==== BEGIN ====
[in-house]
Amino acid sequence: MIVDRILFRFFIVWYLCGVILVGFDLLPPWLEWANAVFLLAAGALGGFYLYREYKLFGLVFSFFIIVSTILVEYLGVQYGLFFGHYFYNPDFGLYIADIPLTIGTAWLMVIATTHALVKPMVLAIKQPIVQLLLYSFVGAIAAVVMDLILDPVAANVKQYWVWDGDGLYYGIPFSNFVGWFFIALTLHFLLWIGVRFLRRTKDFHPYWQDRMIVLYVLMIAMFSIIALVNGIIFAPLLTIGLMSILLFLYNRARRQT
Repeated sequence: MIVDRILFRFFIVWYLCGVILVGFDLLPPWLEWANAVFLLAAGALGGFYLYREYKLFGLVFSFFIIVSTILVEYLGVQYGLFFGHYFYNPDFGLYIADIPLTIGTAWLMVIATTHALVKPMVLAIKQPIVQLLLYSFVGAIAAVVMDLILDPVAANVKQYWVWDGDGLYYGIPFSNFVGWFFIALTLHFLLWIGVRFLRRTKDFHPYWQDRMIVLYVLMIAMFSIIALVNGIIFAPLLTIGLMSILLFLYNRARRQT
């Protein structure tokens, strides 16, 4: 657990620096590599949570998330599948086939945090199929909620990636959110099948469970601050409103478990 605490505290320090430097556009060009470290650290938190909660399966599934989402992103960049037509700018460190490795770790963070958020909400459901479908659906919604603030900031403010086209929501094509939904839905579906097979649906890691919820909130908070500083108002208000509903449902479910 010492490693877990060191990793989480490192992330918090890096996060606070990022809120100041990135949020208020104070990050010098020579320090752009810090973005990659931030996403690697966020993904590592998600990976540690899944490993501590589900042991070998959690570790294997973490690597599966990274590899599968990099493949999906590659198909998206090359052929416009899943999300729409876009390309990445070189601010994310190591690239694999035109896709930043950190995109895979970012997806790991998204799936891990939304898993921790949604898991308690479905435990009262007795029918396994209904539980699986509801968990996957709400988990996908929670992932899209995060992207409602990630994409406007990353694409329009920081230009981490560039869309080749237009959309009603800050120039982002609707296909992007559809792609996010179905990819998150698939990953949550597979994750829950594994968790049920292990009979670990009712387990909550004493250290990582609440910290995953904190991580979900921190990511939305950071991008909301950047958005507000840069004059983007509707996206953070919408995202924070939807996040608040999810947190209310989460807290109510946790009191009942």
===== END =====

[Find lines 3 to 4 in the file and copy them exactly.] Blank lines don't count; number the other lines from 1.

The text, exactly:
Repeated sequence: MIVDRILFRFFIVWYLCGVILVGFDLLPPWLEWANAVFLLAAGALGGFYLYREYKLFGLVFSFFIIVSTILVEYLGVQYGLFFGHYFYNPDFGLYIADIPLTIGTAWLMVIATTHALVKPMVLAIKQPIVQLLLYSFVGAIAAVVMDLILDPVAANVKQYWVWDGDGLYYGIPFSNFVGWFFIALTLHFLLWIGVRFLRRTKDFHPYWQDRMIVLYVLMIAMFSIIALVNGIIFAPLLTIGLMSILLFLYNRARRQT
């Protein structure tokens, strides 16, 4: 657990620096590599949570998330599948086939945090199929909620990636959110099948469970601050409103478990 605490505290320090430097556009060009470290650290938190909660399966599934989402992103960049037509700018460190490795770790963070958020909400459901479908659906919604603030900031403010086209929501094509939904839905579906097979649906890691919820909130908070500083108002208000509903449902479910 010492490693877990060191990793989480490192992330918090890096996060606070990022809120100041990135949020208020104070990050010098020579320090752009810090973005990659931030996403690697966020993904590592998600990976540690899944490993501590589900042991070998959690570790294997973490690597599966990274590899599968990099493949999906590659198909998206090359052929416009899943999300729409876009390309990445070189601010994310190591690239694999035109896709930043950190995109895979970012997806790991998204799936891990939304898993921790949604898991308690479905435990009262007795029918396994209904539980699986509801968990996957709400988990996908929670992932899209995060992207409602990630994409406007990353694409329009920081230009981490560039869309080749237009959309009603800050120039982002609707296909992007559809792609996010179905990819998150698939990953949550597979994750829950594994968790049920292990009979670990009712387990909550004493250290990582609440910290995953904190991580979900921190990511939305950071991008909301950047958005507000840069004059983007509707996206953070919408995202924070939807996040608040999810947190209310989460807290109510946790009191009942």